Saturday, June 9, 2012

Let's Go to the Movies!

New York has it all--shopping, theater, museums, night life, more types of cuisine than you can possibly imagine, and probably the best people watching in the world.  This trip, though, my focus was a bit different.  The purpose of my visit was to go to the Book Expo (more about that in later posts).  I came into town a few days before the Expo to hang out with my friend Andrea and decided that each day's activities should include going to the movies.  And so we did!  Back when we were fledgling lawyers, Andrea and I took a movie class at the New School that was taught by Richard Brown.  This was not a film class where you watched Ingmar Bergman movies and analyzed their deeper meaning.  No, it was a movie class.  We went to theaters early Saturday and Sunday mornings (often located in pre-Disneyized Times Square) and watched movies that would be released in the next few weeks.  We would then go to a "class" later in the week at which Brown would interview someone involved with the production of the film.  Sometimes it was a big name actor or a director.  (Andrea remembers Tom Hanks coming to the class when his movie Punchline came out, but my memory bank is running on empty on this one.)  Sometimes, though, it was the composer or the cinematographer or the costume designer, and we got a peek into an aspect of movie making that we often only recognize during the Academy Awards.  Two of my favorite movies from the class were Mystic Pizza (which introduced us to Julia Roberts and her incredible smile) and Cinema Paradiso (a fabulous Italian picture about the joy of the movies).   It was great fun, and one of the things I do miss about living in New York is easy access to both movie theaters and independent films.   This was the week-end's line up.

Moonrise Kingdom   (http://www.youtube.com/watch?v=MX_BQwa7680).   Do not miss this Wes Anderson movie if you have the chance to see it.   It is quirky and funny and sweet and has an incredible cast that includes Bruce Willis as a small town sheriff, Frances McDormand and Bill Murray as parents of a troubled young girl, and Edward Norton as a Khaki Scout leader    The real star of the movie, though, is newcomer Jared Gilman as a rogue Khaki scout who escapes from scout camp to run away with his true love (played by Kara Hayward).   Honestly, I can't remember the last time I enjoyed a movie so much.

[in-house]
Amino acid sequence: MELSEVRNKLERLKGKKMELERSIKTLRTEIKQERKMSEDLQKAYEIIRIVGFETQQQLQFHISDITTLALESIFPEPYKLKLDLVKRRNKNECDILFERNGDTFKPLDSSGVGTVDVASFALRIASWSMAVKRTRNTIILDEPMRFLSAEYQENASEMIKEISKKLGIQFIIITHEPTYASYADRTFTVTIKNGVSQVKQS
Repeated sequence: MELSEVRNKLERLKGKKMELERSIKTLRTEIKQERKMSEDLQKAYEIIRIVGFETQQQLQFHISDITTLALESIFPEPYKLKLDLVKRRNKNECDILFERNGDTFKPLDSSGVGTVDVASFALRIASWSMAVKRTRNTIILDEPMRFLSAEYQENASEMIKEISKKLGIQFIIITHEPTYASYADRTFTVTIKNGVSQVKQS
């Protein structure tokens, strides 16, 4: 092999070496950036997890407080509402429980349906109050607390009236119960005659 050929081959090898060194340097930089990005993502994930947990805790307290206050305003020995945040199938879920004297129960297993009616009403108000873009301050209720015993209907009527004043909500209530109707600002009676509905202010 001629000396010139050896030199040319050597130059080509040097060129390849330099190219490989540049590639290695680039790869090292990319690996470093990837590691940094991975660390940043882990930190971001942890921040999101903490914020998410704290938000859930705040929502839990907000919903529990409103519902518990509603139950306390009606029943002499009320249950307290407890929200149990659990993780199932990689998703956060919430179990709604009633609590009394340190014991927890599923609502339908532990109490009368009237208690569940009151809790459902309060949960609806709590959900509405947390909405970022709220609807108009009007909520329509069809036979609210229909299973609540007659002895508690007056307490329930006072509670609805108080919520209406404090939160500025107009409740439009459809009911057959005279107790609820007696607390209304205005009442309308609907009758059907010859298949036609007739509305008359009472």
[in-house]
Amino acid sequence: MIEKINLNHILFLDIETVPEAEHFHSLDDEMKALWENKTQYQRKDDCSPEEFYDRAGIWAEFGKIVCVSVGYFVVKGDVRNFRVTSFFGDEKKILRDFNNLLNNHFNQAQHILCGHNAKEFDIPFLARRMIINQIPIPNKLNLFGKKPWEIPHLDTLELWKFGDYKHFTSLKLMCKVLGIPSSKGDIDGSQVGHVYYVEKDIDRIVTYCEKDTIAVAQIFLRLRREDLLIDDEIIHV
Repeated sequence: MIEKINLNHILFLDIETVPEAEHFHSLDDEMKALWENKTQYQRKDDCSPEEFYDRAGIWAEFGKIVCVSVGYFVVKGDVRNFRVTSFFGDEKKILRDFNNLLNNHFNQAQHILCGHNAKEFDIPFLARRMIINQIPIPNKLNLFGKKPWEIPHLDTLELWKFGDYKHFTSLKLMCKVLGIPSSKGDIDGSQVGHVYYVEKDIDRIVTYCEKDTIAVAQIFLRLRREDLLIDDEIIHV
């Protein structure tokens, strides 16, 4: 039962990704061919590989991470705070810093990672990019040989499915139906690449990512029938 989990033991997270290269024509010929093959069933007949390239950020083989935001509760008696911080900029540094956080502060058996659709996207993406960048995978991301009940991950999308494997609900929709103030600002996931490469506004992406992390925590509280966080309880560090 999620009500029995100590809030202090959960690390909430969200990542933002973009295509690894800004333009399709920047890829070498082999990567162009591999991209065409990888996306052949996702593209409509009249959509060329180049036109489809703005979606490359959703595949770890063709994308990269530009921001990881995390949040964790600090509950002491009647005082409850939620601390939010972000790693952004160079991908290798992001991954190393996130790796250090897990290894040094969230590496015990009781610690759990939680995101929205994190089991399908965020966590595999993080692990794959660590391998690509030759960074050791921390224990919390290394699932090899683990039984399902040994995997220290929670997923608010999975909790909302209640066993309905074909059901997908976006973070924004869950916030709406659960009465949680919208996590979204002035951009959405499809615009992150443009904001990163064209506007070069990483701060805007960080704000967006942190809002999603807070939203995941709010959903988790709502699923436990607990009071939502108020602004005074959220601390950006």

Bernie  (http://www.youtube.com/watch?v=3XkKjbSxzR4).    This was an odd one. Funeral director Bernie Tiede (played by Jack Black) was the most popular man in town, especially with the older widows.   Marjorie Nugent (played by Shirley MacLaine) was the most crotchety and disliked woman in town.   The movie tells the true story of their strange relationship through a series of interviews with people who knew them.  Spoiler alert:  Don't read any more here if you plan to see this movie!  Ultimately, Tiede snaps and kills Nugent, and the town's residents root for his acquittal.   The movie was funny and well done, but I can't say that I'd recommend paying $13 to go see it (which is the average price of a ticket to the movies here--I frankly expected it to be more!)

Where Do We Go Now? (http://www.youtube.com/watch?v=-Te9c2jReOg)   This Lebanese film was written and directed by Nadine Labaki, who is also one of its stars.  It is set in a small village that is half Muslim and half Christian.  The opening scene shows the women of the village dressed all in black walking in formation (with a bit of choreography) to the cemetery to tend to the graves of their husbands and sons and is quite haunting.   The residents generally live together peacefully, but political and social unrest and fighting outside the community threaten to incite the men to violence against one another.  The women conspire to pre-empt this by doing some pretty crazy things (like faking a miracle and importing Ukrainian exotic dancers) to keep the men's minds elsewhere.  It was an interesting movie, but I felt that Labaki wasn't sure what tone she wanted to strike.  I'd call it a "dramedy" but the emphasis was more on the comedic than the dramatic notwithstanding the subject matter.  And I definitely was puzzled by the inclusion of a few musical numbers in the movie (although I'll admit that I'm still humming one of the tunes!)  Wait for Netflix for this one.

The week-end flew by, and it was suddenly Monday morning and time to get ready for the main event--the Book Expo!   Watch this space for my report!


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